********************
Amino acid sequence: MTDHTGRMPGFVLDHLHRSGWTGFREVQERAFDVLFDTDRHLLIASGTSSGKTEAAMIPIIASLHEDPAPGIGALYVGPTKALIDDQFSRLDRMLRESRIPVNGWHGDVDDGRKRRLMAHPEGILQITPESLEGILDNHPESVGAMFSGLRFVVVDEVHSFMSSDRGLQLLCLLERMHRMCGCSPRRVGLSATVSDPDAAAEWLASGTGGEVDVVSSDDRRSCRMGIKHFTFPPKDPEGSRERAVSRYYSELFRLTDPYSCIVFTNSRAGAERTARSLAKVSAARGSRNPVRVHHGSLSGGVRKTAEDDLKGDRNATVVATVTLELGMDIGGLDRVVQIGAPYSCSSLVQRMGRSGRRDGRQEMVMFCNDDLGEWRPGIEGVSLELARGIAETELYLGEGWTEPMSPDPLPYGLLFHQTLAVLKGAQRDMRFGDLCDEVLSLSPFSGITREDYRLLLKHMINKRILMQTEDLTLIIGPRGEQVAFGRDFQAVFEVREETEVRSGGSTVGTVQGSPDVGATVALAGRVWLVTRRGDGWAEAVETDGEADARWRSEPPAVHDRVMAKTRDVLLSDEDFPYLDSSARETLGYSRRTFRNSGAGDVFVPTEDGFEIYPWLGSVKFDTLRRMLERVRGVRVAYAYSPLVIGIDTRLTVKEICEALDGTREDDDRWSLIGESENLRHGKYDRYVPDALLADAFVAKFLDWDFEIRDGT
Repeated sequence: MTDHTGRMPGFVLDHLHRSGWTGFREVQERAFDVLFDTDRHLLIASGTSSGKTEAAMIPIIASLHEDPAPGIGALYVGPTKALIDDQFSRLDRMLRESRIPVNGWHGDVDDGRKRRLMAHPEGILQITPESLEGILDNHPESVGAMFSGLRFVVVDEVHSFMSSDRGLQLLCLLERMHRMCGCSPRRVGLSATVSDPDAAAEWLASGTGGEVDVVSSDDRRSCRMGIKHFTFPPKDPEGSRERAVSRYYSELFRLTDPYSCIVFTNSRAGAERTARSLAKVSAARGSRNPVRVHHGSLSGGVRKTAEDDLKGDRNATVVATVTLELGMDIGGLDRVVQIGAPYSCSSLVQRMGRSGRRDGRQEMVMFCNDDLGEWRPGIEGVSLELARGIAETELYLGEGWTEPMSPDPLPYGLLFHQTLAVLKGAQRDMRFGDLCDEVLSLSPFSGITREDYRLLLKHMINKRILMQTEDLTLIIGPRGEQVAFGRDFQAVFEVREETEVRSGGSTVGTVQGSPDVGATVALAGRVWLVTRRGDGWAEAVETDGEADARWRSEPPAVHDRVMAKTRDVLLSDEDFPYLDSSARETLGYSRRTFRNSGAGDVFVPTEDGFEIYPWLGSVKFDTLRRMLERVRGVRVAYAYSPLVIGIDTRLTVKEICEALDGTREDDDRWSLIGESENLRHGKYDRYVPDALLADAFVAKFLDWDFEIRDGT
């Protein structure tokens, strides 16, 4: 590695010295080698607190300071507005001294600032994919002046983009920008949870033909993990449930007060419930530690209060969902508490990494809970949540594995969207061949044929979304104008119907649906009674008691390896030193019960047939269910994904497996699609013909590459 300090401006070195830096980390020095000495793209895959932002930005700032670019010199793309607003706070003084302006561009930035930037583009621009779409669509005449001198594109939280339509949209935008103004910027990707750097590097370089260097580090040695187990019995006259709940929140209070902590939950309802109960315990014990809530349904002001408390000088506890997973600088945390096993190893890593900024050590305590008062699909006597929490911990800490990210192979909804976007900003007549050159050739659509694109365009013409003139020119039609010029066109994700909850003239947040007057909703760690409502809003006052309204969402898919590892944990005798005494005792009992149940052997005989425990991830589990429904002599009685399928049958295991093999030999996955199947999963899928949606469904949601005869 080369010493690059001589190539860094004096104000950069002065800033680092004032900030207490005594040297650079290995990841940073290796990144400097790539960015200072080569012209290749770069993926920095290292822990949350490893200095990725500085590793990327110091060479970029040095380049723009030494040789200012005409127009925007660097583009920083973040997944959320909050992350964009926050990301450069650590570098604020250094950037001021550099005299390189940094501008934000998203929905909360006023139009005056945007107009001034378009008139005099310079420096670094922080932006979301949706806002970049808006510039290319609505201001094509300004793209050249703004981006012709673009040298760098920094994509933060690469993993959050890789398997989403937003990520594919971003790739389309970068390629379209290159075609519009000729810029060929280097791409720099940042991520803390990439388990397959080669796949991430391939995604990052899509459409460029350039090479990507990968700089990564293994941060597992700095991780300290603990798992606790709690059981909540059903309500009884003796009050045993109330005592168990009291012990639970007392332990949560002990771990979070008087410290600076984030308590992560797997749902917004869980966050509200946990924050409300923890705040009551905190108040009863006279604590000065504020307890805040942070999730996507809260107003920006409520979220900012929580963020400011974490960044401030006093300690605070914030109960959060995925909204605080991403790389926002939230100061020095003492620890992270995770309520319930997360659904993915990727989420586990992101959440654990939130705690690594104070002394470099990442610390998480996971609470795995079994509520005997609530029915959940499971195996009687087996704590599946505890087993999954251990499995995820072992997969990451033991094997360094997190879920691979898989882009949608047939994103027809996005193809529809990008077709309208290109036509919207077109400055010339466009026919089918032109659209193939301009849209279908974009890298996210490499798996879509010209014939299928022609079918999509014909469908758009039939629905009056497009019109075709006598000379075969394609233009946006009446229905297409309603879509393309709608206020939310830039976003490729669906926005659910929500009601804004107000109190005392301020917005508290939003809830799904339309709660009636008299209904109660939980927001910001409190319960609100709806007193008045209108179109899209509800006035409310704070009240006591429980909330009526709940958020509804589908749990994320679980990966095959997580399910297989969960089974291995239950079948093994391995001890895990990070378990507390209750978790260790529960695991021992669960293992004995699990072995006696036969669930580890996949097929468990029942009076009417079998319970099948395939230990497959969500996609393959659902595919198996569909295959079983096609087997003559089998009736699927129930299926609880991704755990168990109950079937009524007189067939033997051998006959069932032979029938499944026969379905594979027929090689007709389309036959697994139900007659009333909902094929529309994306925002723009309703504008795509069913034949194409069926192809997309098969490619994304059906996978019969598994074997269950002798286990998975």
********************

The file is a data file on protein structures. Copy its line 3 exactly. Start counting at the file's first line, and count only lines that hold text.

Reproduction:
């Protein structure tokens, strides 16, 4: 590695010295080698607190300071507005001294600032994919002046983009920008949870033909993990449930007060419930530690209060969902508490990494809970949540594995969207061949044929979304104008119907649906009674008691390896030193019960047939269910994904497996699609013909590459 300090401006070195830096980390020095000495793209895959932002930005700032670019010199793309607003706070003084302006561009930035930037583009621009779409669509005449001198594109939280339509949209935008103004910027990707750097590097370089260097580090040695187990019995006259709940929140209070902590939950309802109960315990014990809530349904002001408390000088506890997973600088945390096993190893890593900024050590305590008062699909006597929490911990800490990210192979909804976007900003007549050159050739659509694109365009013409003139020119039609010029066109994700909850003239947040007057909703760690409502809003006052309204969402898919590892944990005798005494005792009992149940052997005989425990991830589990429904002599009685399928049958295991093999030999996955199947999963899928949606469904949601005869 080369010493690059001589190539860094004096104000950069002065800033680092004032900030207490005594040297650079290995990841940073290796990144400097790539960015200072080569012209290749770069993926920095290292822990949350490893200095990725500085590793990327110091060479970029040095380049723009030494040789200012005409127009925007660097583009920083973040997944959320909050992350964009926050990301450069650590570098604020250094950037001021550099005299390189940094501008934000998203929905909360006023139009005056945007107009001034378009008139005099310079420096670094922080932006979301949706806002970049808006510039290319609505201001094509300004793209050249703004981006012709673009040298760098920094994509933060690469993993959050890789398997989403937003990520594919971003790739389309970068390629379209290159075609519009000729810029060929280097791409720099940042991520803390990439388990397959080669796949991430391939995604990052899509459409460029350039090479990507990968700089990564293994941060597992700095991780300290603990798992606790709690059981909540059903309500009884003796009050045993109330005592168990009291012990639970007392332990949560002990771990979070008087410290600076984030308590992560797997749902917004869980966050509200946990924050409300923890705040009551905190108040009863006279604590000065504020307890805040942070999730996507809260107003920006409520979220900012929580963020400011974490960044401030006093300690605070914030109960959060995925909204605080991403790389926002939230100061020095003492620890992270995770309520319930997360659904993915990727989420586990992101959440654990939130705690690594104070002394470099990442610390998480996971609470795995079994509520005997609530029915959940499971195996009687087996704590599946505890087993999954251990499995995820072992997969990451033991094997360094997190879920691979898989882009949608047939994103027809996005193809529809990008077709309208290109036509919207077109400055010339466009026919089918032109659209193939301009849209279908974009890298996210490499798996879509010209014939299928022609079918999509014909469908758009039939629905009056497009019109075709006598000379075969394609233009946006009446229905297409309603879509393309709608206020939310830039976003490729669906926005659910929500009601804004107000109190005392301020917005508290939003809830799904339309709660009636008299209904109660939980927001910001409190319960609100709806007193008045209108179109899209509800006035409310704070009240006591429980909330009526709940958020509804589908749990994320679980990966095959997580399910297989969960089974291995239950079948093994391995001890895990990070378990507390209750978790260790529960695991021992669960293992004995699990072995006696036969669930580890996949097929468990029942009076009417079998319970099948395939230990497959969500996609393959659902595919198996569909295959079983096609087997003559089998009736699927129930299926609880991704755990168990109950079937009524007189067939033997051998006959069932032979029938499944026969379905594979027929090689007709389309036959697994139900007659009333909902094929529309994306925002723009309703504008795509069913034949194409069926192809997309098969490619994304059906996978019969598994074997269950002798286990998975």